Journey Through Asia-Land

Watch us fumble through Asia!

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Before I departed for Asia, I often worried about their infamous street vendors. As a naive, and often lost and confused, westerner, I figured that they would be able to suck my money out of my anti-theft wallet like financially motivated vacuums. How could anyone, I thought, be able to resist the soft calls and big, brown eyes of those child sales-squads? I should not have underestimated the power of human adaptation. The sheer number of people asking for money hardens your heart quickly. I gained the ability to sweep right over those big brown eyes and block out the not-so-soft calls of Cambodia children who, waving postcards, will run up and chant, “Dollar only for ten! Look: one, two, three …” Pushy street vendors are as much a part of the scenery as the crumbling ruins and cultural museums and, unfortunately, I began to see straight through people.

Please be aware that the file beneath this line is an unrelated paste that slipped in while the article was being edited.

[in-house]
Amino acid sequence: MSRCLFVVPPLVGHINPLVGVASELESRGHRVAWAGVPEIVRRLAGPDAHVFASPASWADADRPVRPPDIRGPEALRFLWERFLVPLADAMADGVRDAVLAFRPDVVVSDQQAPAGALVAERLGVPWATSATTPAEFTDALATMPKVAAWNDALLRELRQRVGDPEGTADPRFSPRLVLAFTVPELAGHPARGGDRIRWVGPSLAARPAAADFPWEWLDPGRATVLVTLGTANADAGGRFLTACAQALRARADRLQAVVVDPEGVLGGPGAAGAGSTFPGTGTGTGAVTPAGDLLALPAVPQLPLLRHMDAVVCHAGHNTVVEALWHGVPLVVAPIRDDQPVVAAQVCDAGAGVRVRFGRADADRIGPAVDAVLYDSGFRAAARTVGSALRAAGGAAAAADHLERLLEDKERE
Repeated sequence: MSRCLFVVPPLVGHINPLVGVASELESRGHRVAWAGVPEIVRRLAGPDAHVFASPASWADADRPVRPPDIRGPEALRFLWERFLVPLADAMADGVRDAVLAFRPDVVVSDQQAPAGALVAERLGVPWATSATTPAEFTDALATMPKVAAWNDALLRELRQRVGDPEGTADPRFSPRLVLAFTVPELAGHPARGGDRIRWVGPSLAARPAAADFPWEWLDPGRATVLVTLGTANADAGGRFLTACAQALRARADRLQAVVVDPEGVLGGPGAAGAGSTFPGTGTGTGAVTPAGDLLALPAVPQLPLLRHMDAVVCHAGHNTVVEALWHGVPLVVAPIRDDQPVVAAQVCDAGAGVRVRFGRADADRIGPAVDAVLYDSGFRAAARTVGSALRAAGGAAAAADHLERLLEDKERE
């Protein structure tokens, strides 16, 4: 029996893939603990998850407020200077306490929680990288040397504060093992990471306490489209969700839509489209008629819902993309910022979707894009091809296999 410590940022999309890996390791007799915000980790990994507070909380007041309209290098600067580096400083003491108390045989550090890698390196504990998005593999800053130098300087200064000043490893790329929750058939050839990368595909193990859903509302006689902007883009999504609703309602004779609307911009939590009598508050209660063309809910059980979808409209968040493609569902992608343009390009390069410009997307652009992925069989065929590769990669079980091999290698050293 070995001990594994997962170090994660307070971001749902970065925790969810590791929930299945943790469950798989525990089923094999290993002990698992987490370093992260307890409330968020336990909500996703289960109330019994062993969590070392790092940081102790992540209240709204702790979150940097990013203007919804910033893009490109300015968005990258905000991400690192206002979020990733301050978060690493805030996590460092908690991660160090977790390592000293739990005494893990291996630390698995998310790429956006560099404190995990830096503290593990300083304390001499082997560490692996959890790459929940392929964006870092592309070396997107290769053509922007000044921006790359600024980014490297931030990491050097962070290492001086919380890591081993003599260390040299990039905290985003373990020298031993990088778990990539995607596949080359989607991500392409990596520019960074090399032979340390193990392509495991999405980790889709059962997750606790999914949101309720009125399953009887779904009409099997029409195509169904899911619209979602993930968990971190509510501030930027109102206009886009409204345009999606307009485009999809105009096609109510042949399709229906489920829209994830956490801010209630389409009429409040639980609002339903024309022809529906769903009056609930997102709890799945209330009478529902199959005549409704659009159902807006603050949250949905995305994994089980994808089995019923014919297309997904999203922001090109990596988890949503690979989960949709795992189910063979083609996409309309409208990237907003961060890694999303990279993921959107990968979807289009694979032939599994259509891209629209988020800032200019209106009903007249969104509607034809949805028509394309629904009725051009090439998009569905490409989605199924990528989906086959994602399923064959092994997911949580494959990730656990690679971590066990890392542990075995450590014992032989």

The guilt apparent in my confession appeared when we visited the Vietnamese Women’s Museum in Hanoi. It was an interesting display: three floors with varying themes of female contributions to culture and history. It was also our first day in Vietnam, so it was our first taste of the communist propaganda that is sprinkled among the display plaques and labels in many Vietnamese museums. However, what really stayed with me was a woman’s story detailed in a five minute video feature about women vendors in Vietnam. She calmly explained that her farmland had been taken away by the government, and her and her husband needed to find jobs to support their three children. Her husband found work as a construction worker, but fell and broke his neck on the job. He spent three months in the hospital, and three months at home, before finally dying. She now works in Hanoi as a street vendor, so that her children could continue going to school. She goes home once every ten days with $20. She stays in a room with a dozen other women, for $0.35 a night. She gets up at 2am to buy her wares at the market. A good day means that she can pack up and go to bed around 5pm. If not, she’s out til 8pm. Then she goes back to the room, showers, eats and goes to sleep.